So, what should the Republic of Science look like in the 21st century? The overwhelming issue for the health of science is to reassert the importance of intellectual and political diversity in science, and to respect and even nurture scientific mavericks. The tension between pure (curiosity driven) science and use‐inspired and applied science [see Pasteur’s quadrant] needs to be resolved in a way that supports all three, with appropriate roles for universities, government and the private sector. And finally, the reward structure for university scientists need to change to reward more meaningful science that stands the test of time, versus counting papers and press releases, which may not survive even superficial scrutiny even after being published in prestigious journals that are more interested in impact than in rigorous methods and appropriate conclusions.
Failure to give serious thought to these issues risks losing the public trust and support for elite university science (at least in certain fields). Scientists are becoming their own worst enemy when they play into the hands of politicians and others seeking to politicize their science.
We urge you to read the whole thing. As always, Curry is insightful, interesting, informative, and right on target.
And finally, we suggest that you ought to have a look at Julie Kelly’s “The EPA vs. Science” in National Review. In this article, Kelly looks at recent developments in the long‐running controversy surrounding the use of the herbicide glyphosate (i.e., Roundup) and EPA’s recent released and then withdrawn report on glyphosate’s health effects. Here’s a teaser:
On April 29, the EPA posted a report concluding that glyphosate (the active ingredient in Roundup herbicide and other products) is “not likely to be carcinogenic.” The committee found no relationship between glyphosate exposure and a number of cancers, including leukemia, multiple myeloma, and Hodgkin lymphoma. The 86‐page assessment was signed by the EPA’s cancer review committee back in October 2015 and marked “final.”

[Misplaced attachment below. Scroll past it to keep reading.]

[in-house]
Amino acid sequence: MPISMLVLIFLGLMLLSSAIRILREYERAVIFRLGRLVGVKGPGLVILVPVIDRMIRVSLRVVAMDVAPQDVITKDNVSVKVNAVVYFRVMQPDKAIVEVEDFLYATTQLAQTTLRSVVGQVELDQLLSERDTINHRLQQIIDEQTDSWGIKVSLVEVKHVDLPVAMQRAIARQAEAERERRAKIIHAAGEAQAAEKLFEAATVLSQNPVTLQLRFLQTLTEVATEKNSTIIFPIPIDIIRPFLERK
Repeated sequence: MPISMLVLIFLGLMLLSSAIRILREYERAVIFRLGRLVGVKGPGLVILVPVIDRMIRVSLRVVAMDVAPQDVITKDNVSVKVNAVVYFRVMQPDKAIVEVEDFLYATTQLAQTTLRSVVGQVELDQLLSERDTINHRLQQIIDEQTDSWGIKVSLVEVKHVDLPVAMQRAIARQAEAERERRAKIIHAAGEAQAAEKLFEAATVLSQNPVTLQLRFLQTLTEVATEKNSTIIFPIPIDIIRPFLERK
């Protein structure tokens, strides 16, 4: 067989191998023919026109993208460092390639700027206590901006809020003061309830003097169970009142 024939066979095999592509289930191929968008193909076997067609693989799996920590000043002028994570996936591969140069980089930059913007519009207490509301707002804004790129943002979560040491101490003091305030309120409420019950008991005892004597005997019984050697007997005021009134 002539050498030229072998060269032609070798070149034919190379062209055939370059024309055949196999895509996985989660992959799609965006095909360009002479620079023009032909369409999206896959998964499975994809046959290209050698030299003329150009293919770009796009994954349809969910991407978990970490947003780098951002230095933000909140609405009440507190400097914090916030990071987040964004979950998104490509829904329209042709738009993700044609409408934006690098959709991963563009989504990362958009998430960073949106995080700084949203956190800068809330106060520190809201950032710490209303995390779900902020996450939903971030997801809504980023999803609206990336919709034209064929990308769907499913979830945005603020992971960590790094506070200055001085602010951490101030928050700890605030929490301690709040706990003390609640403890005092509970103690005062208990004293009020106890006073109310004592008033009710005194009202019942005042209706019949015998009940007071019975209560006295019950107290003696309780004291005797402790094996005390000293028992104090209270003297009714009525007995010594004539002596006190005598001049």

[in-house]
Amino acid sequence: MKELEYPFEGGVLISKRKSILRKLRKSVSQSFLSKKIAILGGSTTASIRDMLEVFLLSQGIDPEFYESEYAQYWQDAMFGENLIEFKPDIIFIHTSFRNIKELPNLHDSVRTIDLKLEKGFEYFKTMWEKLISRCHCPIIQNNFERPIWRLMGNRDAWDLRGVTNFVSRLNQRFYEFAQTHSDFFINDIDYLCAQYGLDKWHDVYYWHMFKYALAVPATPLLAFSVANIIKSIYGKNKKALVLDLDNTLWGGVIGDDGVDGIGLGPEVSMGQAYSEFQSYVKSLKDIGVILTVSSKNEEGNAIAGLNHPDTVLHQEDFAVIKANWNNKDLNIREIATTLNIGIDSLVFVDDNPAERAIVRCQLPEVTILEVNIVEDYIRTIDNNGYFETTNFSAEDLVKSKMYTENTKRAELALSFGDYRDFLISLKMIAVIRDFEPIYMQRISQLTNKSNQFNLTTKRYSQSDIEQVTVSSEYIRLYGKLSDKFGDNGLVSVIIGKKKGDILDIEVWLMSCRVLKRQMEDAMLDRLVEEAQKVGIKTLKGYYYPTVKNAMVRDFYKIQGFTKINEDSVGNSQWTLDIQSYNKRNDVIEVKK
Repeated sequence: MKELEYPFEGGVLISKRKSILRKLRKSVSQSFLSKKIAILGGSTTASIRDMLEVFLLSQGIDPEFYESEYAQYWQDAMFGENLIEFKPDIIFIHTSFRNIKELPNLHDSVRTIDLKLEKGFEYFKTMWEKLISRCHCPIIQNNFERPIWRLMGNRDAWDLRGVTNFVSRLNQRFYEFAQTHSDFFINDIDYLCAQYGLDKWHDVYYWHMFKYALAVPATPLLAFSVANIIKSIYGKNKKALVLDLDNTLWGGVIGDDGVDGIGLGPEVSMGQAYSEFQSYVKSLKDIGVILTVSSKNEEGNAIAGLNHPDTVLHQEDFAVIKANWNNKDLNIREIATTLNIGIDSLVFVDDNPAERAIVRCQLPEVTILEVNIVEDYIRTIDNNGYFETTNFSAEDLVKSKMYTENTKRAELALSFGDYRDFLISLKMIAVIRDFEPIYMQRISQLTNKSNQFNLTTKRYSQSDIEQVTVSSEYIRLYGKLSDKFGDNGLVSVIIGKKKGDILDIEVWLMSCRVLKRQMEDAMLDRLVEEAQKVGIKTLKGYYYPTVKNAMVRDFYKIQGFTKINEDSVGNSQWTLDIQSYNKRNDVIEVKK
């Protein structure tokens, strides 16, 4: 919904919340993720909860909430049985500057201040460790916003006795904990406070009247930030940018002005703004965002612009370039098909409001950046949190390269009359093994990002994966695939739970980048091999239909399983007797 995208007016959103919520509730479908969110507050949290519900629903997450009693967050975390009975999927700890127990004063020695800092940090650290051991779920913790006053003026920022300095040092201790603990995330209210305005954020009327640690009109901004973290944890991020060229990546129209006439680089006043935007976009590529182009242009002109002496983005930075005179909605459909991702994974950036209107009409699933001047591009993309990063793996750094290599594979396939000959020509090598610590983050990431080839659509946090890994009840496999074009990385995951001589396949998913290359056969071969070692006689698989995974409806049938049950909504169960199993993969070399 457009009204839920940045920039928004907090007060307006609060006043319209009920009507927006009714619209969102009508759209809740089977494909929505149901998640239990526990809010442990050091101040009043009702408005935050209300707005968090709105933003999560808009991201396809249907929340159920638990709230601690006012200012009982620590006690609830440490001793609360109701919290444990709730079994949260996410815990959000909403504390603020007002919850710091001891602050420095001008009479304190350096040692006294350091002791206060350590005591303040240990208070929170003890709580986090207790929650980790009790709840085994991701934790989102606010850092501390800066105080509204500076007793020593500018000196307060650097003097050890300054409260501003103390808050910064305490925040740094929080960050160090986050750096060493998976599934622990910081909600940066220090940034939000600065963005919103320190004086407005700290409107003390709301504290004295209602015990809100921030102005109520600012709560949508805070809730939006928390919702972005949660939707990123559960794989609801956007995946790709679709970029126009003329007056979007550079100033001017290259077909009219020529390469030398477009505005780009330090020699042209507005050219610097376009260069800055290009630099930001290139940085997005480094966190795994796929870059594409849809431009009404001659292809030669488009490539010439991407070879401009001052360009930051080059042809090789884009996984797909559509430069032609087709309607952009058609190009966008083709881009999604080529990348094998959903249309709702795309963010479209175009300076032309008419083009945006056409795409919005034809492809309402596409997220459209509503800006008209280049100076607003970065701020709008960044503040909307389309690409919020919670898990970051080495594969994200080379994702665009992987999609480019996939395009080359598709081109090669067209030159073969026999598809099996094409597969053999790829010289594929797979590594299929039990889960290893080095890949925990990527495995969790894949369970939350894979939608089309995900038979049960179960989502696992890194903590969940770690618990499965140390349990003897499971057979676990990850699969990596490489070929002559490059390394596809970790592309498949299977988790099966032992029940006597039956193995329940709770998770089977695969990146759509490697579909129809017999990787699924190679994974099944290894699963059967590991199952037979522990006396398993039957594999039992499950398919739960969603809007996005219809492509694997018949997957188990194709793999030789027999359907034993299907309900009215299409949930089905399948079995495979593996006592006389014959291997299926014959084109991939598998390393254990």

But the EPA took it down on May 2, claiming the documents were “inadvertently” posted and only a preliminary report. “EPA has not completed our cancer review. We will look at the work of other governments.… our assessment will be peer reviewed and completed by end of 2016,” said an EPA spokeswoman.
Kelly notes “GMO foes are now targeting glyphosate in their ongoing campaign against genetically engineered crops” and “[a]ctivists are also using the court system to punish companies that use glyphosate” and adds “[i]t seems that the EPA may be taking some cues from these anti‐GMO activists.”
House Science Committee chairman Lamar Smith (R‑TX) is looking into what prompted the rather unusual move by the EPA. According to Kelly:
Chairman Smith also senses that EPA foot‐dragging might be based more on politics than on science: “That the EPA would remove a report, which was marked as a ‘Final Report’ and signed by thirteen scientists, appears to be yet another example of this agency’s attempt to allow politics rather than science [to] drive its decision making. Sound, transparent science should always be the basis for EPA’s decisions.”
Kelly smartly concludes:
If the science indeed shows (again) that glyphosate does not cause cancer, the anti‐pesticide Center for Biological Diversity says it will be a “major roadblock” for the anti‐GMO movement, which wants to ban genetically engineered crops worldwide. It will be a blow the anti‐GMO movement richly deserves.
You can check out her full story here.